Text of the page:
Beyond her writing, Marina was the model citizen in the office, often collaborating on stories and helping mentor other journalists. Internally at The Globe, she led workshops on writing business stories, developing sources and covering bankruptcies. She loved her work, and her enthusiasm rubbed off on her colleagues. Even after retiring, she took time to prepare her successor for the beat and still provides counsel—a mark of her commitment to her craft.
Audio or Visual Storytelling
Scott Gill and James McLeod (Financial Post), “Focals by north”
Sean Stanleigh, Stephanie Chan, Laura Regehr, Ann Lang and Tara Deschamps (The Globe and Mail), “Industry interrupted”
Matt Lundy (The Globe and Mail), data visualizations
Brent Jang, The Globe and Mail (natural gas industry)
Eric Atkins, The Globe and Mail (transportation)
Catherine McIntyre, The Logic (the gig economy)
The Logic (Amanda Roth and Catherine McIntyre), “Sidewalk Labs and Waterfront Toronto reach a deal”
The Globe and Mail (Josh O’Kane, Alex Bozikovic, Jeff Gray, Rachelle Younglai and Tom Cardoso), Sidewalk Lab negotiations
The Globe and Mail (Emma Graney, Jeffrey Jones, Carrie Tait, Kelly Cryderman, Gary Mason, James Bradshaw, Christine Dobby, Andrew Willis, Ian McGugan, David Milstead and David Berman), “Encana to move its headquarters to U.S.”
Kevin Carmichael (Financial Post)
David Parkinson (The Globe and Mail)
Rita Trichur (The Globe and Mail)
HuffPost Canada (Daniel Tencer), HuffPost Canada Housing Newsletter
The Logic (The Logic staff), Daily Briefing
Financial Post (Yadullah Hussein and Pam Heaven), Posthaste
Charles Wilkins (Report on Business magazine), “Castaways”
Zander Sherman (Report on Business magazine), “Forged by fire”
Joe Castaldo, Alexandra Posadzki, Jessica Leeder and Lindsay Jones (The Globe and Mail), “Crypto chaos”
Joe O’Connor (Financial Post), “An historic gold mine in a tiny Ontario town…”
Danielle Bochove (Bloomberg News), “In planet’s fastest-warming region, jobs come with thaw”
Sean Silcoff (The Globe and Mail), “Montreal analytics startup uses AI to play a big role
in NHL playoffs”
Matthew McClearn, Geoffrey York and Stephanie Nolen (The Globe and Mail),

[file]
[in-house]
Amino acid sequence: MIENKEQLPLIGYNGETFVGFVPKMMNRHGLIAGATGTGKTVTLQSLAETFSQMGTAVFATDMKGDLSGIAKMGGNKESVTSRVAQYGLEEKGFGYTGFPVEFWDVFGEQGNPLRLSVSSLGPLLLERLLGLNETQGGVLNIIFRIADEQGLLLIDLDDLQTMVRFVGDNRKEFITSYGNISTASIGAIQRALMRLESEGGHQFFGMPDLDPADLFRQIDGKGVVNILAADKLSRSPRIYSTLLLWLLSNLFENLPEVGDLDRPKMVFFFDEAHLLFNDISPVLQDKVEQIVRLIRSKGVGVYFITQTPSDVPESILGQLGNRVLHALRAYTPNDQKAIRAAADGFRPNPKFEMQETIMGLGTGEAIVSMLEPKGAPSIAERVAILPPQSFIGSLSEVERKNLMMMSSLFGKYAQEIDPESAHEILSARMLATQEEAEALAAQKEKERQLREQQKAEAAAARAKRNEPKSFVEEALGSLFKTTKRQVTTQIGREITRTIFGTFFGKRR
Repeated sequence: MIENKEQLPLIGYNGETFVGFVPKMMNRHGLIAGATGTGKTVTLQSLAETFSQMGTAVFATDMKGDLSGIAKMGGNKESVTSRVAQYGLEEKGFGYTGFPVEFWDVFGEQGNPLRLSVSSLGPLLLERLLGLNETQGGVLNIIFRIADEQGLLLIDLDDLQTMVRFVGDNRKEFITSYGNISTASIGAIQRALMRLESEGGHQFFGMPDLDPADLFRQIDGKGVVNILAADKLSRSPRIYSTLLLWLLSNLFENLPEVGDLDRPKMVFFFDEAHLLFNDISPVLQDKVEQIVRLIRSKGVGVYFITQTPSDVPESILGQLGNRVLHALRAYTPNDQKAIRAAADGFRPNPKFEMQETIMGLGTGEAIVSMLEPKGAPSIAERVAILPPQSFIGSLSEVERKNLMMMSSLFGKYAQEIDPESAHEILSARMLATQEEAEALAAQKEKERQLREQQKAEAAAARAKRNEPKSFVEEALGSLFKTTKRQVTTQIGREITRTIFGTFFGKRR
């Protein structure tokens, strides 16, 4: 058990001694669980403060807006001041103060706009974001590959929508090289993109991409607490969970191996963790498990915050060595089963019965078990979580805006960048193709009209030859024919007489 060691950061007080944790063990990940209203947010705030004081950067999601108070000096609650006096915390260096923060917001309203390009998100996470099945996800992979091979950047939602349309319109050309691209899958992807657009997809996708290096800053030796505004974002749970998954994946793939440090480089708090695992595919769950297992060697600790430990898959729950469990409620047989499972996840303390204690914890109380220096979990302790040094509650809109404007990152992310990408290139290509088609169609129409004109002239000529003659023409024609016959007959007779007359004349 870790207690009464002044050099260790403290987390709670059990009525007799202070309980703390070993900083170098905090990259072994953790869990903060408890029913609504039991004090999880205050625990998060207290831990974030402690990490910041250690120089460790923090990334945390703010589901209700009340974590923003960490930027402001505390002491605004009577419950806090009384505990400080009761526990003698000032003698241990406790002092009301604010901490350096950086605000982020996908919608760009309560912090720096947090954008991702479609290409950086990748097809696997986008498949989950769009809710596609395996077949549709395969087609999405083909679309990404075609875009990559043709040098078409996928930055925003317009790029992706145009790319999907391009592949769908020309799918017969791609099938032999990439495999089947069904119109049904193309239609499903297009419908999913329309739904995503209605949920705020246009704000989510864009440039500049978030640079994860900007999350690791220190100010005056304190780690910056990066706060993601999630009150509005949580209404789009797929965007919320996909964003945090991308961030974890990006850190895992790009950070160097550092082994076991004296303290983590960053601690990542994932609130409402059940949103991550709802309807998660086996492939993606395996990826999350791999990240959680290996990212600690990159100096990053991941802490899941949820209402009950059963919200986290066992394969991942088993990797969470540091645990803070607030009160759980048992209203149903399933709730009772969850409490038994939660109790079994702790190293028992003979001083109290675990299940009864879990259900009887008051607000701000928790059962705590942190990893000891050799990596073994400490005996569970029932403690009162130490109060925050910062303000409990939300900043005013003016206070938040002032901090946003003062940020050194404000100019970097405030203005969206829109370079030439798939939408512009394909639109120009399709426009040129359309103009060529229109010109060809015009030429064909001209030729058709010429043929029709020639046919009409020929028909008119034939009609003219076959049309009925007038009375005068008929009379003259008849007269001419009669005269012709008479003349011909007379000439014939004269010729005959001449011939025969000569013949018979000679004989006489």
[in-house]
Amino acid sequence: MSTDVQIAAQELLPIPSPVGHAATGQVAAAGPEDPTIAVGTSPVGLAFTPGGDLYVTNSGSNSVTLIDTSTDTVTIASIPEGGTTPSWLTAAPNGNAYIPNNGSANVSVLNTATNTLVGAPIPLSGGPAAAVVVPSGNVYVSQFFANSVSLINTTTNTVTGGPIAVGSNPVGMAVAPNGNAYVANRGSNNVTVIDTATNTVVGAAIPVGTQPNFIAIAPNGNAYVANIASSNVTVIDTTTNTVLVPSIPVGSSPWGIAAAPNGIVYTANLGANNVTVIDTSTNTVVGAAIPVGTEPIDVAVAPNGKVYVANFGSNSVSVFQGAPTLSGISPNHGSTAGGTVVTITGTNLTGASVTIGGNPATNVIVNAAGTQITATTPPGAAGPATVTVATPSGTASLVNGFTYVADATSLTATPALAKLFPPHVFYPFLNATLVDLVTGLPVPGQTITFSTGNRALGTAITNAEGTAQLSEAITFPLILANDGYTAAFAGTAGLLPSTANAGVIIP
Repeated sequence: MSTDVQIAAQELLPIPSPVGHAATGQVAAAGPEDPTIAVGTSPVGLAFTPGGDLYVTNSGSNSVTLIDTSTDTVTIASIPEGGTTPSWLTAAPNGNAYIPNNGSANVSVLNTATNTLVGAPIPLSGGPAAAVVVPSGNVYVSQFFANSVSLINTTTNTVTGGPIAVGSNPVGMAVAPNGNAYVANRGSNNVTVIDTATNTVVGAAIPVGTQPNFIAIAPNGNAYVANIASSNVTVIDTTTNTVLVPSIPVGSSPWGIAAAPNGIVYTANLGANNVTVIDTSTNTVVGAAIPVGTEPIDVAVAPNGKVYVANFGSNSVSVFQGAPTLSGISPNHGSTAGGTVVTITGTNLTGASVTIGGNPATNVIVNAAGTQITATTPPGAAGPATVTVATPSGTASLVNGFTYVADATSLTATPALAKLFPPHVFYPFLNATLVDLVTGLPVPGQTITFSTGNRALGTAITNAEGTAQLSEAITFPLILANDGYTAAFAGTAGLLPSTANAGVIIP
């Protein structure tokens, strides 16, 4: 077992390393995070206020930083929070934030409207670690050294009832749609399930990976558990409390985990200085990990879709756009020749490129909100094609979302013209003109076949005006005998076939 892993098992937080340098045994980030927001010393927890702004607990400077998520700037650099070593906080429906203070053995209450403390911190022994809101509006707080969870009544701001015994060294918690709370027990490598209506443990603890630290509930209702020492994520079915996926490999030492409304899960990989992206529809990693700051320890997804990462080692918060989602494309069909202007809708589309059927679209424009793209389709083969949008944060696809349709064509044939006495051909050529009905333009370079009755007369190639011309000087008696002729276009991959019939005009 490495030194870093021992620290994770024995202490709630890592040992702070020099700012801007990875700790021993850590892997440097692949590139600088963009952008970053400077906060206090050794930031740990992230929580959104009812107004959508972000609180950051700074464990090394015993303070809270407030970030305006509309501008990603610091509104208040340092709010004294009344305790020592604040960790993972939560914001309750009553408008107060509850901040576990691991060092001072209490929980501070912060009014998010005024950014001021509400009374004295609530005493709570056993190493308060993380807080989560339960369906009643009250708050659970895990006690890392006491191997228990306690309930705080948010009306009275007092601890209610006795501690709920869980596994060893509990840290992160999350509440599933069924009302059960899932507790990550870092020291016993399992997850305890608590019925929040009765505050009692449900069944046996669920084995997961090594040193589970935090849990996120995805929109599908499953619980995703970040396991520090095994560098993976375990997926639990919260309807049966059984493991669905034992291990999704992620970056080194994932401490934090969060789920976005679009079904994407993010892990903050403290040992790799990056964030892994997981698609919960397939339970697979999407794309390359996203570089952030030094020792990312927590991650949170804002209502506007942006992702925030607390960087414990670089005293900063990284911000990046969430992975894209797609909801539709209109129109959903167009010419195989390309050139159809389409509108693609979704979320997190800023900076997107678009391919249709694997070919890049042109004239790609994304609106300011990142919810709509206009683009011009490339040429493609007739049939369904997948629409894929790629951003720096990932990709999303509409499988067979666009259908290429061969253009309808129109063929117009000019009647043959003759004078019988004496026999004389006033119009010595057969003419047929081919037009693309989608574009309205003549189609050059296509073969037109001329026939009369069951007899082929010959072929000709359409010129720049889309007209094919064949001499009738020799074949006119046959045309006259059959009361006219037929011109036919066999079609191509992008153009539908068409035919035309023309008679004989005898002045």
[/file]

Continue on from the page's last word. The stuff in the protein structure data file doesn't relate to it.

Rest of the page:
“See No Evil”
Gordon Hoekstra and Kim Bolan (Vancouver Sun), money laundering
Joe Castaldo, Alexandra Posadzki, Nathan VanderKlippe and Jessica Leeder
(The Globe and Mail), “How did Gerald Cotton die?”
Geoffrey Morgan and Vanmala Subramaniam (Financial Post), “Rural Alberta (dis)advantage”
Ryan Stuart (BCBusiness Magazine), “The future of work”
Chris Fournier, Erik Hertzberg, Natalie Wong, Kevin Orland and Paula Sambo (Bloomberg News), consumer debt
Personal Finance and Investing
Victor Ferreira (Financial Post), “The inconvenient truth about responsible investing”
Tim Shufelt (The Globe and Mail), “The data game”
Mark Brown, Sandra E. Martin, Julie Cazzin, Chris Richard and Daisy Barette (MoneySense), “Canada’s best dividend stocks 2020”
Kristine Owram and Susan Berfield (Bloomberg News), Bruce Linton
Steve Kupferman (Pivot), “Toy Story”
Jason Kirby (Report on Business magazine), “Trash talking”
Geoffrey Morgan (Financial Post), “Billionaire Koch brothers dump Canada’s
oil sands leases…”
Niall McGee and Rachelle Younglai (The Globe and Mail), “Barrick eyes hostile bid…”
Mark Rendell and Jeffrey Jones (The Globe and Mail), “CannTrust allegedly used fake walls to hide pot…”
Kelsey Rolfe (Benefits Canada), “Rise of the machines”
Daniel Fish (Precedent Magazine), “Paying the partners”
Leah Golob (Investment executive), “Singles: a growing demographic”
Thank you to everyone who entered and to all our amazing judges. Stay tuned!